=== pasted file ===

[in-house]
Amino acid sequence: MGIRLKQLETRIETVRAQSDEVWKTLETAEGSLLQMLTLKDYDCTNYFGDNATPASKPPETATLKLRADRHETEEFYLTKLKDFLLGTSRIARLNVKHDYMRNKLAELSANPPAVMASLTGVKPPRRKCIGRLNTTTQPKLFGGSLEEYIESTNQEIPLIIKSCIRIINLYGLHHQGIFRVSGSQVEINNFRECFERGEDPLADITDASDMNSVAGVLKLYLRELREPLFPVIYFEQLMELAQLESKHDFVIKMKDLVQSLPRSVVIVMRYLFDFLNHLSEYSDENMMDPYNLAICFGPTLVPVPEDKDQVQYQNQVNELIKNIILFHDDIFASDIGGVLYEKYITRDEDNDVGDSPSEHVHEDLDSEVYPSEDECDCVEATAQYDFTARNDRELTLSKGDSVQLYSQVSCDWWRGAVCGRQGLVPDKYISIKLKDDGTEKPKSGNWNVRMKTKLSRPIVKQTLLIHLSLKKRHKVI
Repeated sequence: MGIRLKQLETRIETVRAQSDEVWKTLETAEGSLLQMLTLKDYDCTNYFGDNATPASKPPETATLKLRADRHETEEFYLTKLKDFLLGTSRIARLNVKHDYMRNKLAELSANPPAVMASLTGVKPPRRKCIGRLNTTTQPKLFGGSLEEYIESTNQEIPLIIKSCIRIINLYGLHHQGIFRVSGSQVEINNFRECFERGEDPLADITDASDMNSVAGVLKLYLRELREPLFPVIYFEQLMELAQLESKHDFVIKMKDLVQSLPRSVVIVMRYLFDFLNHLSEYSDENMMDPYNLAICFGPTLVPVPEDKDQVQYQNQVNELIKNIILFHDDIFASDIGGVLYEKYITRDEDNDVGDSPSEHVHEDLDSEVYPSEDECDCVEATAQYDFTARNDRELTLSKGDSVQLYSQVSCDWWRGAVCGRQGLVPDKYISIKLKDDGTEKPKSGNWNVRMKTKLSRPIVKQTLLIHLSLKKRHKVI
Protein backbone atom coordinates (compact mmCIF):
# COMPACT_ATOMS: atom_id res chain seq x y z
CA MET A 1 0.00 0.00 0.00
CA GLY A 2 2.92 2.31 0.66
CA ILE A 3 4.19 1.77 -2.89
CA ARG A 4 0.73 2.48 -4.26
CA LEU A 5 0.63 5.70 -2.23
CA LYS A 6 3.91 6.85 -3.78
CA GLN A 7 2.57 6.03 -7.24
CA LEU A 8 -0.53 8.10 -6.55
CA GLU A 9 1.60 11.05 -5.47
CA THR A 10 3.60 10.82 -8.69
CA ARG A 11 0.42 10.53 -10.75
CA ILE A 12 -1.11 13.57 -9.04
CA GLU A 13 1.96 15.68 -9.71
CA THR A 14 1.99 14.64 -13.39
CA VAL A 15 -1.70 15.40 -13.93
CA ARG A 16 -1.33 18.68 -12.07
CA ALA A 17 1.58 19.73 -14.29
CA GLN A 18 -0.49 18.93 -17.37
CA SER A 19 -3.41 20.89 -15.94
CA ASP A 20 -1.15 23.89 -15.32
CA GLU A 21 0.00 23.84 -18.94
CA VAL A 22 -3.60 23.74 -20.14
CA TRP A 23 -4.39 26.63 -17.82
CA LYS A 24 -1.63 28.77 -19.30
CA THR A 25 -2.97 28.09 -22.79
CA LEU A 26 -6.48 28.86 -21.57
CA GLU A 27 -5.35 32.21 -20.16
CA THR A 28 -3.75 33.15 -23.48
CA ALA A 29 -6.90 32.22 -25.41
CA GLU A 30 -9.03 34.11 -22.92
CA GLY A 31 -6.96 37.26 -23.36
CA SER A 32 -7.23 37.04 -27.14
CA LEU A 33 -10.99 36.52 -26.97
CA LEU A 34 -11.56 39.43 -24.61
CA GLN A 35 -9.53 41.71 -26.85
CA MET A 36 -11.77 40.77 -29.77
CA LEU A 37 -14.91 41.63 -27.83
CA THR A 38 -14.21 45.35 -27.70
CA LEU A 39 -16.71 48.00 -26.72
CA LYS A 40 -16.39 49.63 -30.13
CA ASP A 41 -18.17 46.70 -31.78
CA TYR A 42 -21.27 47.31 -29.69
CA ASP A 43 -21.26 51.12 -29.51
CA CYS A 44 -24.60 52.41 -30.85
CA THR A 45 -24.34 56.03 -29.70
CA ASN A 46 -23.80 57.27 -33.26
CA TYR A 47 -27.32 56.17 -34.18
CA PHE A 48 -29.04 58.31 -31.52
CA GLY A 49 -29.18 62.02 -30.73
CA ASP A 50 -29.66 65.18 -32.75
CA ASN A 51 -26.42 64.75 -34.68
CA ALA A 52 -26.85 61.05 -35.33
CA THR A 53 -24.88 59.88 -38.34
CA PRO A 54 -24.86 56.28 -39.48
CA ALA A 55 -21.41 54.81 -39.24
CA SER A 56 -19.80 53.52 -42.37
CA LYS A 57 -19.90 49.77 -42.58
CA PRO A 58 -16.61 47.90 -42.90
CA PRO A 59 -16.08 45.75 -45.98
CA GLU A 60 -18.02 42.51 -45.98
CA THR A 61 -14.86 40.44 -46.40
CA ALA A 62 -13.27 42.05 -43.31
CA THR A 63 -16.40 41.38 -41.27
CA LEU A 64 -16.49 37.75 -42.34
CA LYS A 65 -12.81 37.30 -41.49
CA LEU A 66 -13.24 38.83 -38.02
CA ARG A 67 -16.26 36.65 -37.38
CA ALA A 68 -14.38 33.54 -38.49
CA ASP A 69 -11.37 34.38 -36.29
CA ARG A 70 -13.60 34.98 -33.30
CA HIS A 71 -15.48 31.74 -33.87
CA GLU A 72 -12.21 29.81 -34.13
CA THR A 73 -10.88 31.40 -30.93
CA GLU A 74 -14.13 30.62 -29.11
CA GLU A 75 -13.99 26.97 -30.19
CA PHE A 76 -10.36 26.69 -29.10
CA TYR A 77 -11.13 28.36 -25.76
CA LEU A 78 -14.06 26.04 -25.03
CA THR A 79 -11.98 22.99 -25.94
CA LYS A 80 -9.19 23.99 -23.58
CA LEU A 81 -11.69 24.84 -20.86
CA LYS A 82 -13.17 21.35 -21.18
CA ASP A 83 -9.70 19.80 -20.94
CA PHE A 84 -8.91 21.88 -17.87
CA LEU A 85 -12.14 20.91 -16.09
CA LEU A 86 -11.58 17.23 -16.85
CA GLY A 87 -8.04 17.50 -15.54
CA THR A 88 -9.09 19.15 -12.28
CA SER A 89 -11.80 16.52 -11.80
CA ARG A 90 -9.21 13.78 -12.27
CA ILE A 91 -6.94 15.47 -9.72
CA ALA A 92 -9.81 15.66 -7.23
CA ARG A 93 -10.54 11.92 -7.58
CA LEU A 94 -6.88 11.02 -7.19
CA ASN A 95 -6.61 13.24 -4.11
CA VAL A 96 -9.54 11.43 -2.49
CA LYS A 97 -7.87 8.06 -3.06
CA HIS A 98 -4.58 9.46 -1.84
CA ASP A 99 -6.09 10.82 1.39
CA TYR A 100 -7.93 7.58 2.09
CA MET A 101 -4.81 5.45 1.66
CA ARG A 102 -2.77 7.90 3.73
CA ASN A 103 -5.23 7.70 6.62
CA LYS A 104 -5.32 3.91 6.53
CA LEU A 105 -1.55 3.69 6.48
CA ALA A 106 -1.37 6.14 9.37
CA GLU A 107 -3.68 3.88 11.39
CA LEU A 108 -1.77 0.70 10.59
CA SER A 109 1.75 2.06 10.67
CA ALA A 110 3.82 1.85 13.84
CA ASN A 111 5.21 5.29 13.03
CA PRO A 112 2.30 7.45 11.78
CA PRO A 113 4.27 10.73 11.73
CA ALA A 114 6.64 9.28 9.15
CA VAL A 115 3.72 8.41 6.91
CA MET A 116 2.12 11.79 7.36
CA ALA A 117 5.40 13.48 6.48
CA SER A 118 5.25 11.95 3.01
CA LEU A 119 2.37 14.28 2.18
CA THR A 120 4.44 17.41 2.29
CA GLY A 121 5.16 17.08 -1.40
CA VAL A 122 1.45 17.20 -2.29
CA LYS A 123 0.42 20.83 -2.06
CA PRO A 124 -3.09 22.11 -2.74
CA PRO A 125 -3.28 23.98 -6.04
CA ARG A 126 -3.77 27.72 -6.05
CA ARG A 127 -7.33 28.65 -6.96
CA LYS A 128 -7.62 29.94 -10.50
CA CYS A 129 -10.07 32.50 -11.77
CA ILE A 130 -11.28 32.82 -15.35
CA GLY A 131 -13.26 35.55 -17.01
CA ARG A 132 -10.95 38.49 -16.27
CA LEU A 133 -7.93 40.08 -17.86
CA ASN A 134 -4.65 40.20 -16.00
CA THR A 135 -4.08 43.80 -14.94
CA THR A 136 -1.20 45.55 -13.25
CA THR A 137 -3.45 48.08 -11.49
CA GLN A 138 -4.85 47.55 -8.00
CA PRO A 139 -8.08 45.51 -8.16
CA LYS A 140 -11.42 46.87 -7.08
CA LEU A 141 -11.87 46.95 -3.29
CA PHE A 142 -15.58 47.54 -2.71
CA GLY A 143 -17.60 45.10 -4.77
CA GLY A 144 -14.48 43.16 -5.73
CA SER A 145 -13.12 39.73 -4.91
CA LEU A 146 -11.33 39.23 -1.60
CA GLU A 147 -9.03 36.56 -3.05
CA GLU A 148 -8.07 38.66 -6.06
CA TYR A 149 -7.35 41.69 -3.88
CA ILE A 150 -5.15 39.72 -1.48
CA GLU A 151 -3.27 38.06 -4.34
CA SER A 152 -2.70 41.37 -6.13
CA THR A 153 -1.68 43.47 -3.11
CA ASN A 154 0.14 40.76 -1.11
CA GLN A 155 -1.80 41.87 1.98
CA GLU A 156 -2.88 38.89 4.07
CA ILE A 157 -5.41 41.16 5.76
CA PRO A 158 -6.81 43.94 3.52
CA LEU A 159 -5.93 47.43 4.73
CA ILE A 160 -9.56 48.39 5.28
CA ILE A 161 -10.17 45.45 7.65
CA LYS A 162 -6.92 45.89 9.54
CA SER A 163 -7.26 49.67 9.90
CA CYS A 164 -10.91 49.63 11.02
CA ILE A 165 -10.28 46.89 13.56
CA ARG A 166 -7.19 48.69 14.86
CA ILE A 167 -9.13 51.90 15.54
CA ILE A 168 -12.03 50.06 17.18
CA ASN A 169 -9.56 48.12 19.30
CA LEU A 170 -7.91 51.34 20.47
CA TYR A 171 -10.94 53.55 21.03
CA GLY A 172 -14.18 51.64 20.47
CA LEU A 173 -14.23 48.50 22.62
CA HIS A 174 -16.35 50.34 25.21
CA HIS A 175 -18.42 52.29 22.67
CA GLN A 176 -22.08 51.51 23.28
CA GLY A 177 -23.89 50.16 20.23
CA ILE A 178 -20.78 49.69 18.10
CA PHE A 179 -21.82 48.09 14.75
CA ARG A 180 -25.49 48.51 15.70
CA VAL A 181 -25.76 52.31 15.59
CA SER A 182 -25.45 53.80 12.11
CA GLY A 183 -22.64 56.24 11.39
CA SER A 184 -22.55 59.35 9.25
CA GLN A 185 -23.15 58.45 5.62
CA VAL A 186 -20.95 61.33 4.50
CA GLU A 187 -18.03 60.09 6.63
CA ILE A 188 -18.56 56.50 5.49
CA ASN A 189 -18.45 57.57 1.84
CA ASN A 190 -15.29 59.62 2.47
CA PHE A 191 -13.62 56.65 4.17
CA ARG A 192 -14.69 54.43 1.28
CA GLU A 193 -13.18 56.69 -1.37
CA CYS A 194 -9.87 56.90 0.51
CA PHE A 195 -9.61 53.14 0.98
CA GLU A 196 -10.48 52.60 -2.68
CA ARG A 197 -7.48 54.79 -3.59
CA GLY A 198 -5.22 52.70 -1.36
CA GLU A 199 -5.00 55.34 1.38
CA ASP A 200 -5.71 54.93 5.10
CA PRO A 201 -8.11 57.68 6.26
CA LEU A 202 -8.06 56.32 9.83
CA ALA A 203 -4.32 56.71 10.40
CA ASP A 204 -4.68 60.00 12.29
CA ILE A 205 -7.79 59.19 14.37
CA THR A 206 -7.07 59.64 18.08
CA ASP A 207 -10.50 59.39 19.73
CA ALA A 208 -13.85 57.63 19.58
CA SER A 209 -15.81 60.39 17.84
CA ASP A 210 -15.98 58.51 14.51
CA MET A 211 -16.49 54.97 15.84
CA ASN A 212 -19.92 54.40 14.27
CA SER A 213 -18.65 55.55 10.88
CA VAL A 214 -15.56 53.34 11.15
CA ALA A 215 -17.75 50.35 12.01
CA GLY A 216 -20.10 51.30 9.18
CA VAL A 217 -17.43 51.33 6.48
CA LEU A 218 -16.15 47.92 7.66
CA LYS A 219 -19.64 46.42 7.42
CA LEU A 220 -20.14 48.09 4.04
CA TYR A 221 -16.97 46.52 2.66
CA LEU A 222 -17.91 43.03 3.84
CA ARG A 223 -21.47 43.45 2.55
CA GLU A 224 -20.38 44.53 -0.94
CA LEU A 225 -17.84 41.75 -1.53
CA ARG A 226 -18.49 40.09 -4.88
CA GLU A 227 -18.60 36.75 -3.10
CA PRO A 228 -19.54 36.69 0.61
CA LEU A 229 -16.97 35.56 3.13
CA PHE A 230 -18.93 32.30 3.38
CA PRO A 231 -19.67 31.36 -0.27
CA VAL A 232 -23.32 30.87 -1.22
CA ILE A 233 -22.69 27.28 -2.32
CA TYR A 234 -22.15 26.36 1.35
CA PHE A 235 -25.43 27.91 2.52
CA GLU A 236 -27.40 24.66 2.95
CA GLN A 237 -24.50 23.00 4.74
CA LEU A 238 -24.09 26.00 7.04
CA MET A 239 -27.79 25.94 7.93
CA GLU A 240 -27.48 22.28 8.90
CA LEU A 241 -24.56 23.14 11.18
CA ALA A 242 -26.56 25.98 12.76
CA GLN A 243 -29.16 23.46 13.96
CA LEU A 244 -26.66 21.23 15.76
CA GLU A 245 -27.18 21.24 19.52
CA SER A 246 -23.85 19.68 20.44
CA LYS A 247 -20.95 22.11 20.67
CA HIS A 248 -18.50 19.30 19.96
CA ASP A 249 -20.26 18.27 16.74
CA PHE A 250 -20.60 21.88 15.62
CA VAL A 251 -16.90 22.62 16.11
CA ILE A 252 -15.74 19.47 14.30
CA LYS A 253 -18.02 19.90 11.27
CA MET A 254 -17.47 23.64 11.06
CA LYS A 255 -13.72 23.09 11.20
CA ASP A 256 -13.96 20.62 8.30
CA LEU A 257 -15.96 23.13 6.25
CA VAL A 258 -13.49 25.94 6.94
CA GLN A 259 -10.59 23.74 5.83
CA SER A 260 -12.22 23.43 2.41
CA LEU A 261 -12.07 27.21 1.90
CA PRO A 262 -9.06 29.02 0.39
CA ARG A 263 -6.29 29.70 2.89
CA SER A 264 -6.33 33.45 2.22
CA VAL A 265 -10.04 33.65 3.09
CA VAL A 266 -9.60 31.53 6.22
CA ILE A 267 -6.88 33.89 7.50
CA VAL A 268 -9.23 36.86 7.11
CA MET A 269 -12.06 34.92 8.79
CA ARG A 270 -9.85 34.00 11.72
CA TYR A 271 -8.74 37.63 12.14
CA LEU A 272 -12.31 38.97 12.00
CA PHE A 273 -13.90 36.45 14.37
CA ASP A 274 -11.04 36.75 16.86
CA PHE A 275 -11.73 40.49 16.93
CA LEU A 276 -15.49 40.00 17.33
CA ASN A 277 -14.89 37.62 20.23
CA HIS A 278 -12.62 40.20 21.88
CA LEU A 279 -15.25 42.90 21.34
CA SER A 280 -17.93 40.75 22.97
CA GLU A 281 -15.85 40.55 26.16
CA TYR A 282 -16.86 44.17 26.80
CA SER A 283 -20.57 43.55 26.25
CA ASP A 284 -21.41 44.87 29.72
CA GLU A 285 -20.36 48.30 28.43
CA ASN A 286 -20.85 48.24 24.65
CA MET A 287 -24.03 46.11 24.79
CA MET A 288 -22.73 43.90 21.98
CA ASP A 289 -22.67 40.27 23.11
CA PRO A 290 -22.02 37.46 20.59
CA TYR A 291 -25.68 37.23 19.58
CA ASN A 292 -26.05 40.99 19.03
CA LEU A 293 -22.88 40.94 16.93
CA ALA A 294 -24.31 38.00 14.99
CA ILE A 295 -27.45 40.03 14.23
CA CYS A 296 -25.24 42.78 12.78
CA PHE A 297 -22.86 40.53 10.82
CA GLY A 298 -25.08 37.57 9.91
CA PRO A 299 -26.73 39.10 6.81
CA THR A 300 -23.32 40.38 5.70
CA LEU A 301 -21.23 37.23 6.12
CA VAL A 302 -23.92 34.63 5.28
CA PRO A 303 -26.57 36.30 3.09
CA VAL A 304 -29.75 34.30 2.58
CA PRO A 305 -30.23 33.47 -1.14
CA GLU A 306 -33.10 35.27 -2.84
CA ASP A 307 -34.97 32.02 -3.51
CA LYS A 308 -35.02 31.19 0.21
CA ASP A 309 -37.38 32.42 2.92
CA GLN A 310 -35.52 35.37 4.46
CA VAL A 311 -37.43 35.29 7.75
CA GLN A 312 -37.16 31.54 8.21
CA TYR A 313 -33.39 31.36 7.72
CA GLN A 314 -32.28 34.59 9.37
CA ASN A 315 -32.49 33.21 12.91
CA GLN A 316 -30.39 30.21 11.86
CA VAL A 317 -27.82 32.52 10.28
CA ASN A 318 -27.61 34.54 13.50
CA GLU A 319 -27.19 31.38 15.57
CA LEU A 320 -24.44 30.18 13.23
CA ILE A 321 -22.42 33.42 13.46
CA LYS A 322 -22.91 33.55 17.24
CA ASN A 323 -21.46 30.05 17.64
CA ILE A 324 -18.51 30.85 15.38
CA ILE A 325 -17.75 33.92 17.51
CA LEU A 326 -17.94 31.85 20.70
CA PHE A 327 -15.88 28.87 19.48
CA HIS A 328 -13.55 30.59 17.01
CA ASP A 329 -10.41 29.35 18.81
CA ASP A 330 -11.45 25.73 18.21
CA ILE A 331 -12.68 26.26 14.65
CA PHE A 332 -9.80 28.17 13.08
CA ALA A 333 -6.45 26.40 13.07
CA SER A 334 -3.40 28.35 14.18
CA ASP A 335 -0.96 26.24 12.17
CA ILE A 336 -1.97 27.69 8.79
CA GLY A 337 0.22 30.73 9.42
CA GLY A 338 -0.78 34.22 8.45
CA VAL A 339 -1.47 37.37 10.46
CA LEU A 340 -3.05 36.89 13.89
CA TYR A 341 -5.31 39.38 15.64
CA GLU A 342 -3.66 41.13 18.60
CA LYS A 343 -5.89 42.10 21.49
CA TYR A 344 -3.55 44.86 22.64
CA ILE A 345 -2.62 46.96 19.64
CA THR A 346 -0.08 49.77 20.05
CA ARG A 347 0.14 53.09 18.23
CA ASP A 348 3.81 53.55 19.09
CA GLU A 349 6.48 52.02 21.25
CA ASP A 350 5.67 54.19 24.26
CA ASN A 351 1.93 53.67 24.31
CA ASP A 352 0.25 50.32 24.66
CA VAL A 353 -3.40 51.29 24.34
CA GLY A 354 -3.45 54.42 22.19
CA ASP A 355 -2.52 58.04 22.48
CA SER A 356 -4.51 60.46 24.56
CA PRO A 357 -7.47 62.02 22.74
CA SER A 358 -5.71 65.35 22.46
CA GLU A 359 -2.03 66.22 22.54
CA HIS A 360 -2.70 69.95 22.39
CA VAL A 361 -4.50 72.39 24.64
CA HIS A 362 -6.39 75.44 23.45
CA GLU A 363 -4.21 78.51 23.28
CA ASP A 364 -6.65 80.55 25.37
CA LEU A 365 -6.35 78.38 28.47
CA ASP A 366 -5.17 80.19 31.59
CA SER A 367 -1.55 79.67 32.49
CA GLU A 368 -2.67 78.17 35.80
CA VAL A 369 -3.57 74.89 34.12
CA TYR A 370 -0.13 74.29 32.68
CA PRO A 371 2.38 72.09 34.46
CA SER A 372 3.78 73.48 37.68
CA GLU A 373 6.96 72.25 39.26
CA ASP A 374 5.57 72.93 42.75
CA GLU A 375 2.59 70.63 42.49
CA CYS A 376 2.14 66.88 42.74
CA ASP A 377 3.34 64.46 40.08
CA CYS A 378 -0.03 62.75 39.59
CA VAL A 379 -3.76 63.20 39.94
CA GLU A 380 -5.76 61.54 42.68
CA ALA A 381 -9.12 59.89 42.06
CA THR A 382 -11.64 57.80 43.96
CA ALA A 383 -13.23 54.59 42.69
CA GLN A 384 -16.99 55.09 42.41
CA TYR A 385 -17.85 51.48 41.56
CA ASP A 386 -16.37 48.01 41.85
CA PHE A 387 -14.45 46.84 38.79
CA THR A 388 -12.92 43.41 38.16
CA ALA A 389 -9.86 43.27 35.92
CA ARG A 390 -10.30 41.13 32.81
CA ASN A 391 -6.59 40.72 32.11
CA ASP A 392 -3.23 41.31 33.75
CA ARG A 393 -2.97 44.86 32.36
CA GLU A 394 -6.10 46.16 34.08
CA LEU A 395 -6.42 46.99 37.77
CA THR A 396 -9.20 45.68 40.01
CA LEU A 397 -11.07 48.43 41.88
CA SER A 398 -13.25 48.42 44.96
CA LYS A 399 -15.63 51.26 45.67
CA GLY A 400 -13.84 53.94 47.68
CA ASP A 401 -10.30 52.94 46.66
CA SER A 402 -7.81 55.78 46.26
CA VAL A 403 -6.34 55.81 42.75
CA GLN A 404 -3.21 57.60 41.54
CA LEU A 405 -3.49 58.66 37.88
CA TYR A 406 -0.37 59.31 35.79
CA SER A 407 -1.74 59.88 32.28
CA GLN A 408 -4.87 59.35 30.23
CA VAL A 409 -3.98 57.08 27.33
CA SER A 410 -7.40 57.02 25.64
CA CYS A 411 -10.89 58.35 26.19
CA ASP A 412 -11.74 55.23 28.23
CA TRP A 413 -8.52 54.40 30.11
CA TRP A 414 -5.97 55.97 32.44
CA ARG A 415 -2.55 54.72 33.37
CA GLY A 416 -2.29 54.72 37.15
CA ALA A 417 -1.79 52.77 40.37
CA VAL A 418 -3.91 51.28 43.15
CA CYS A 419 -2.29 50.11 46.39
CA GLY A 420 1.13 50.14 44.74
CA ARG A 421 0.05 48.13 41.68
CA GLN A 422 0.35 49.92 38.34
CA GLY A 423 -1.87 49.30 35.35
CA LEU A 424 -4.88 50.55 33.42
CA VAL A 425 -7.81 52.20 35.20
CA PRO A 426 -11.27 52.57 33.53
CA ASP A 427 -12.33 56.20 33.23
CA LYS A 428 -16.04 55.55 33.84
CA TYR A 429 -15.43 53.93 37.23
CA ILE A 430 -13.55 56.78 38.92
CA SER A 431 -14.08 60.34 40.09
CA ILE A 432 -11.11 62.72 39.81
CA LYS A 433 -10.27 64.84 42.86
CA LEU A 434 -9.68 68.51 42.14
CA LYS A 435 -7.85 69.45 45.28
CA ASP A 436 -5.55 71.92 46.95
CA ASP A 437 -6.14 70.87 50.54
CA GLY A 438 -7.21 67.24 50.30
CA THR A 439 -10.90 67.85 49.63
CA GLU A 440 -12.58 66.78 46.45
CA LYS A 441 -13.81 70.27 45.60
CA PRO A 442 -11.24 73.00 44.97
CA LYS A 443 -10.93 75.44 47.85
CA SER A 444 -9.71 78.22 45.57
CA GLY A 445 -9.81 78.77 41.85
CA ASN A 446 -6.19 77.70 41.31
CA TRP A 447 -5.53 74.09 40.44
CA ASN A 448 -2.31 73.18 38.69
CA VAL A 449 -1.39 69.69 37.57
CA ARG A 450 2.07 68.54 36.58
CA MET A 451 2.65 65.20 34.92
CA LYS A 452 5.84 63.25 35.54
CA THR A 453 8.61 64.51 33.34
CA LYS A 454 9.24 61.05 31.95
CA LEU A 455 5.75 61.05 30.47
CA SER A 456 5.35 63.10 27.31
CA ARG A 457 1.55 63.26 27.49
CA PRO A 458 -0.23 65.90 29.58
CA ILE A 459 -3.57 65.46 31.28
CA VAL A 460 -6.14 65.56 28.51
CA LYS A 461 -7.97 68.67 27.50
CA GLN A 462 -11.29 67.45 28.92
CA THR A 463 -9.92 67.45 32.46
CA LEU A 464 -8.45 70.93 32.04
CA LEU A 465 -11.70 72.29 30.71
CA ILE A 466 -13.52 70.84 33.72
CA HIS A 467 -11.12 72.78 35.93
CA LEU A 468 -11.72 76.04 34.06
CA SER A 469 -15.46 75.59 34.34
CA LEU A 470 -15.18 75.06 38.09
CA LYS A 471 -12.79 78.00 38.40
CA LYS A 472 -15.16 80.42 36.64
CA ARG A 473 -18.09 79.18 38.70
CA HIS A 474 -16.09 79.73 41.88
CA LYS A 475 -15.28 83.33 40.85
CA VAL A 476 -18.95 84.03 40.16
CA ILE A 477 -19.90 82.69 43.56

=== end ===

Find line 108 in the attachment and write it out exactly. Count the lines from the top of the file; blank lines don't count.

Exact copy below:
CA ASN A 103 -5.23 7.70 6.62